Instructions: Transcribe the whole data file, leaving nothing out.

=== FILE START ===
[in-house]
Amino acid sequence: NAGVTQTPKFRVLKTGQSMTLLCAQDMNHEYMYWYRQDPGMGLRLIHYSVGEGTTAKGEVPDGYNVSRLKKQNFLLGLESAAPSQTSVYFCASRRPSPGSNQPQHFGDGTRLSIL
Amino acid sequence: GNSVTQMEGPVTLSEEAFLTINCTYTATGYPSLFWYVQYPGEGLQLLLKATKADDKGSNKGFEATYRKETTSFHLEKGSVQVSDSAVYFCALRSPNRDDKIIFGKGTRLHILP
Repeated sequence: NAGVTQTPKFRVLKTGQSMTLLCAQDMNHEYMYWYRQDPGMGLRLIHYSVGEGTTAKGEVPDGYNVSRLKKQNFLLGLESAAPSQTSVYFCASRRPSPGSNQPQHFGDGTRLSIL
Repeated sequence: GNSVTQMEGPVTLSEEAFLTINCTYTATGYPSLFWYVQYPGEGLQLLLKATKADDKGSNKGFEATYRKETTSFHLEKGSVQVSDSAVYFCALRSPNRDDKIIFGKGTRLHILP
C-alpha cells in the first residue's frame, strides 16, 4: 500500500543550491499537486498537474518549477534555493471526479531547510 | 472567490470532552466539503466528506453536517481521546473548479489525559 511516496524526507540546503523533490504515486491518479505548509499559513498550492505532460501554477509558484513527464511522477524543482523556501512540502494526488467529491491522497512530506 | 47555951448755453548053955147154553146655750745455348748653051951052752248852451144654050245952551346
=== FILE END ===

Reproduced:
[in-house]
Amino acid sequence: NAGVTQTPKFRVLKTGQSMTLLCAQDMNHEYMYWYRQDPGMGLRLIHYSVGEGTTAKGEVPDGYNVSRLKKQNFLLGLESAAPSQTSVYFCASRRPSPGSNQPQHFGDGTRLSIL
Amino acid sequence: GNSVTQMEGPVTLSEEAFLTINCTYTATGYPSLFWYVQYPGEGLQLLLKATKADDKGSNKGFEATYRKETTSFHLEKGSVQVSDSAVYFCALRSPNRDDKIIFGKGTRLHILP
Repeated sequence: NAGVTQTPKFRVLKTGQSMTLLCAQDMNHEYMYWYRQDPGMGLRLIHYSVGEGTTAKGEVPDGYNVSRLKKQNFLLGLESAAPSQTSVYFCASRRPSPGSNQPQHFGDGTRLSIL
Repeated sequence: GNSVTQMEGPVTLSEEAFLTINCTYTATGYPSLFWYVQYPGEGLQLLLKATKADDKGSNKGFEATYRKETTSFHLEKGSVQVSDSAVYFCALRSPNRDDKIIFGKGTRLHILP
C-alpha cells in the first residue's frame, strides 16, 4: 500500500543550491499537486498537474518549477534555493471526479531547510 | 472567490470532552466539503466528506453536517481521546473548479489525559 511516496524526507540546503523533490504515486491518479505548509499559513498550492505532460501554477509558484513527464511522477524543482523556501512540502494526488467529491491522497512530506 | 47555951448755453548053955147154553146655750745455348748653051951052752248852451144654050245952551346